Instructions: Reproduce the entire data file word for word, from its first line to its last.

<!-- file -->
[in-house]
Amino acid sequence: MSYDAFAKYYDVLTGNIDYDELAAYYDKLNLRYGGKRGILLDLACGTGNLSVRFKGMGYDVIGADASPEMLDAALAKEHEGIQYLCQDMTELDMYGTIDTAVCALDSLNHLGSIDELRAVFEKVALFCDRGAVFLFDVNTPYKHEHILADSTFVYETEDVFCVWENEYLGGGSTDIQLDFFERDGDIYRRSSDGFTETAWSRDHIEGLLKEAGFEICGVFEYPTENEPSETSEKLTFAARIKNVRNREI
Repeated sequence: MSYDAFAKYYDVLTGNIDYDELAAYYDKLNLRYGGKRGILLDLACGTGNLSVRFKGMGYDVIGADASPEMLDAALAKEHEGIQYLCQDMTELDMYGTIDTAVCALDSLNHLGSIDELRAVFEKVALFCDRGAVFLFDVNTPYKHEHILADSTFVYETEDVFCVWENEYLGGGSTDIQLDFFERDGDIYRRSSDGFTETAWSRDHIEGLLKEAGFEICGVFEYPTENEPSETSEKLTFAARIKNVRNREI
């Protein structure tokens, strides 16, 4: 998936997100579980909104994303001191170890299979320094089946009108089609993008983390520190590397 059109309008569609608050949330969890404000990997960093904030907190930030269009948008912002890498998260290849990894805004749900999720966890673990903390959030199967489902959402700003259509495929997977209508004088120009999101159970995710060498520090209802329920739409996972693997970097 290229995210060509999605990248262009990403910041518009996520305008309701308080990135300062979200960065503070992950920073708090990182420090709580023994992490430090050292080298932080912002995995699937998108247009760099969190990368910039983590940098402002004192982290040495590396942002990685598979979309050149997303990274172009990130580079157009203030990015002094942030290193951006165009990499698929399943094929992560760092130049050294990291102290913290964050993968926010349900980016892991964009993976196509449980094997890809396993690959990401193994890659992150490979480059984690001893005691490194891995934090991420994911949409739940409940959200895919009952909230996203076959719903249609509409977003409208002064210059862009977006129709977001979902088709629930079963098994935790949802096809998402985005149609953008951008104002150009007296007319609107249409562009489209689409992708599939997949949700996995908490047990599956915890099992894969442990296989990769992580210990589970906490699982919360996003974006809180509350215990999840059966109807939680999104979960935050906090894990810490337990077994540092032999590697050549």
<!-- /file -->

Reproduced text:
[in-house]
Amino acid sequence: MSYDAFAKYYDVLTGNIDYDELAAYYDKLNLRYGGKRGILLDLACGTGNLSVRFKGMGYDVIGADASPEMLDAALAKEHEGIQYLCQDMTELDMYGTIDTAVCALDSLNHLGSIDELRAVFEKVALFCDRGAVFLFDVNTPYKHEHILADSTFVYETEDVFCVWENEYLGGGSTDIQLDFFERDGDIYRRSSDGFTETAWSRDHIEGLLKEAGFEICGVFEYPTENEPSETSEKLTFAARIKNVRNREI
Repeated sequence: MSYDAFAKYYDVLTGNIDYDELAAYYDKLNLRYGGKRGILLDLACGTGNLSVRFKGMGYDVIGADASPEMLDAALAKEHEGIQYLCQDMTELDMYGTIDTAVCALDSLNHLGSIDELRAVFEKVALFCDRGAVFLFDVNTPYKHEHILADSTFVYETEDVFCVWENEYLGGGSTDIQLDFFERDGDIYRRSSDGFTETAWSRDHIEGLLKEAGFEICGVFEYPTENEPSETSEKLTFAARIKNVRNREI
């Protein structure tokens, strides 16, 4: 998936997100579980909104994303001191170890299979320094089946009108089609993008983390520190590397 059109309008569609608050949330969890404000990997960093904030907190930030269009948008912002890498998260290849990894805004749900999720966890673990903390959030199967489902959402700003259509495929997977209508004088120009999101159970995710060498520090209802329920739409996972693997970097 290229995210060509999605990248262009990403910041518009996520305008309701308080990135300062979200960065503070992950920073708090990182420090709580023994992490430090050292080298932080912002995995699937998108247009760099969190990368910039983590940098402002004192982290040495590396942002990685598979979309050149997303990274172009990130580079157009203030990015002094942030290193951006165009990499698929399943094929992560760092130049050294990291102290913290964050993968926010349900980016892991964009993976196509449980094997890809396993690959990401193994890659992150490979480059984690001893005691490194891995934090991420994911949409739940409940959200895919009952909230996203076959719903249609509409977003409208002064210059862009977006129709977001979902088709629930079963098994935790949802096809998402985005149609953008951008104002150009007296007319609107249409562009489209689409992708599939997949949700996995908490047990599956915890099992894969442990296989990769992580210990589970906490699982919360996003974006809180509350215990999840059966109807939680999104979960935050906090894990810490337990077994540092032999590697050549």